Comparatives and Superlatives

Posts: 3850
Joined: Mon Nov 22, 2004 2:06 pm

Comparatives and Superlatives

Postby Roby » Thu Mar 01, 2007 10:02 pm

This was a handout that my instructor had given the
Comparatives and Superlatives


There are three degrees:


Adjective Meaning

Positive: triste sad

Comparative piu’ triste sadder
meno triste less sad

Superlative il/la* piu’ triste saddest
Il/la* meno triste the least sad

same rule applies using the plurals : I,
gli, le
the comparative and the superlative forms
of the adjectives must agree in gender and number
with the nouns they describe.

Quel bambino e’ il piu’ piccolo.
That baby is the smallest.
Le mie figlie sono le piu’simpatiche.
My daughters are the nicest.

Posts: 3850
Joined: Mon Nov 22, 2004 2:06 pm

Postby Roby » Sat Jun 09, 2007 6:26 pm ... tives.html


There are three comparatives: di maggioranza (majority), di minoranza (minority), di uguaglianza (equality)

comparativo di maggioranza
comparativo di minoranza

you use "DI":
1.when two terms are compared with respect to one quality/action front of numbers
you use "CHE"
3.when there is one term and two qualities/actions refer to this one term front of a preposition front of an infinitive

comparativo di uguaglianza

a. (così)...come or (tanto)...quanto
(for adjective and adverbs: "così...come" and "tanto...quanto" are adverbs and there is no agreement)
b. (tanto)...quanto
(for nouns: here "tanto...quanto" are adjectives and there is agreement)
c. (tanto) quanto...
(for verbs: "(tanto)...quanto" are adverbs and there is no agreement)

così and tanto are optional and usually avoided


This is one of the easiest grammatical points in Italian ("uno dei punti grammaticali più facili dell'italiano"). The relative superlative is formed by:
the definite article (il, la, i , le) + (noun) + più/meno + adjective + di + the term in relation to which we are comparing
(it is like English, really, except that in Italian you use "di" instead of "in")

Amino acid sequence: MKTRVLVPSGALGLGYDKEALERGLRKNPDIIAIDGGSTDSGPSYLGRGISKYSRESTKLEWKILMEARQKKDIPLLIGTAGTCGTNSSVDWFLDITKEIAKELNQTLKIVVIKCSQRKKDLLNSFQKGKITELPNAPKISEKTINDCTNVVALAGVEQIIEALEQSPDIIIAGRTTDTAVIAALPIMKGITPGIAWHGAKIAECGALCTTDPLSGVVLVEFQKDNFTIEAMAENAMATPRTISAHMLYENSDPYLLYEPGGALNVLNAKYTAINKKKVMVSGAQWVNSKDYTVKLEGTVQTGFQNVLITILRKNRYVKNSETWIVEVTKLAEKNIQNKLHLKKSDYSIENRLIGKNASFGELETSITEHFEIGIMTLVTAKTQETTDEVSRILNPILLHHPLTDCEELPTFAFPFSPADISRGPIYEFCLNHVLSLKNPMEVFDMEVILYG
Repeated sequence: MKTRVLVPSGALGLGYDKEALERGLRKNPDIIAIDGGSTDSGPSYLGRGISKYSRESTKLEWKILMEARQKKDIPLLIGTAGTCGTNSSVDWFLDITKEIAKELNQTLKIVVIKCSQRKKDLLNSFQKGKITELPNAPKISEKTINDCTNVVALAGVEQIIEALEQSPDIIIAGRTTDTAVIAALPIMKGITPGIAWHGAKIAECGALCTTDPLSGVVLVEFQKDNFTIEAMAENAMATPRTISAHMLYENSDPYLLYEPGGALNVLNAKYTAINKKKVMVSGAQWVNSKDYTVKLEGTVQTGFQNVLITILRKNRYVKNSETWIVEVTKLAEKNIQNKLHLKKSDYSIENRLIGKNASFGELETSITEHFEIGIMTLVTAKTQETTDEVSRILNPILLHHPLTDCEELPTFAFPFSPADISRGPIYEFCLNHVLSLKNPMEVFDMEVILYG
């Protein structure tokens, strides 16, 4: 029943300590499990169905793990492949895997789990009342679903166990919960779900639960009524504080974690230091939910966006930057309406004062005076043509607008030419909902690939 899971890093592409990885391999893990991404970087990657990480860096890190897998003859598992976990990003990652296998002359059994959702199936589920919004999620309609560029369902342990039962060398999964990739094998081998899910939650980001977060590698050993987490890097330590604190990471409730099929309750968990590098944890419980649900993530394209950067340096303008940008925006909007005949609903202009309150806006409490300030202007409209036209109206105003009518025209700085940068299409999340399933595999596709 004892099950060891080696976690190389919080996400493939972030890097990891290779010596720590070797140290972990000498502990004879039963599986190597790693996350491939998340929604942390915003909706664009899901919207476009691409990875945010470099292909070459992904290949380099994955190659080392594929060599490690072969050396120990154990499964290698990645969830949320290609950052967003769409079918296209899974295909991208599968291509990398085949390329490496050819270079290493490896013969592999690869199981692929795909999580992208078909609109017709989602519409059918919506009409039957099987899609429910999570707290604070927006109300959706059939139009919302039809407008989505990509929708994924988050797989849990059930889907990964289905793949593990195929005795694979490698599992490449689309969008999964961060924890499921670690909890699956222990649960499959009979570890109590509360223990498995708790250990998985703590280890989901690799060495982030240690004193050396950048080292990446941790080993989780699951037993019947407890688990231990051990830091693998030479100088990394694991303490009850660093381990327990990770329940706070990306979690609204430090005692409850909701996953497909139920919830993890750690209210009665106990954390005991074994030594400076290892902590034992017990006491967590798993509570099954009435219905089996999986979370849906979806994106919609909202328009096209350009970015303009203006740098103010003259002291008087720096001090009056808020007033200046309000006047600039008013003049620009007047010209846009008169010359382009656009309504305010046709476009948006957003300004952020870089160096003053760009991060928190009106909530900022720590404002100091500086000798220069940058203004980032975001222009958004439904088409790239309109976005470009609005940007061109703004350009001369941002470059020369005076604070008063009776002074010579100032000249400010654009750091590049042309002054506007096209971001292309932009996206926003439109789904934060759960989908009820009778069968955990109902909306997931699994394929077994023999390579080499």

It is the equivalent of the English "very+adjective" and "adjective+est" or "most+adjective." In Italian this can be expressed in several ways:

1. by adding -issimo/a/i/e at the end of an adjective
2. by placing molto, tanto, parecchio, assai in front of the adjective
3. by using the prefix arci-, stra-, super-, ultra-
4. by using stock phrases such as ricco sfondato (filthy rich); ubriaco fradicio (very drunk); stanco morto (dead tired); bagnato fradicio (soaking wet); innamorato cotto (madly in love)...
5. by repeating the adjective or the adverb
6. some adjectives have irregular superlatives: acre/acerrimo; celebre/celeberrimo; integro/integerrimo; celebre/celeberrimo; misero/miserrimo; salubre/saluberrimo; in spoken language, however, people just avoid "-issimo" with these and use "molto, tanto, parecchio, assai."



Please refer to the ILUSS site or to your grammar book for a complete list of these. The ones you absolutely must know are the following:

the comparative of "bene" is always "meglio" (and never "più bene"--it hurts me to even write it!)

the comparative of "buono" can be "migliore" ("più buono" can also be used)

the comparative of "male" is always "peggio" (and never "più male"--again, it hurts me to even write it)

the comparative of "cattivo" can be "peggiore" ("più cattivo" can also be used)

"maggiore" is an alternative to "più grande" (più grande=bigger; maggiore=greater)

"minore" is an alternative to "più piccolo" (più piccolo=smaller; minore=lesser)

Posts: 3850
Joined: Mon Nov 22, 2004 2:06 pm

Postby Roby » Sat Jun 09, 2007 6:31 pm

Taken from my class notes, Schuman's Outine, Master
The Basics Italian.
Superlativo relativo e Superlativo assoluto

With the superlative degree use the definite
article (il, la, I, gli, le) , followed by
“piu’” or “meno”
Gino e’il piu’ studioso della sua classe.
Gino is the most studious in his class.
Fabiola e’ la meno studiosa della classe.
Fabiola is the least studious in her class.
Quelle ragazze sono il piu’ simpatiche della
Those girls are the nicest in the family.

In superlative construction, the definite article
is not repeated if it is already in front of
the noun. (“in the” = “di” + definite article)
Elena e’ la ragazza piu’ alta della classe.
Elena is the tallest girl in the class.
Robertina e’ la ragazza meno alta della classe.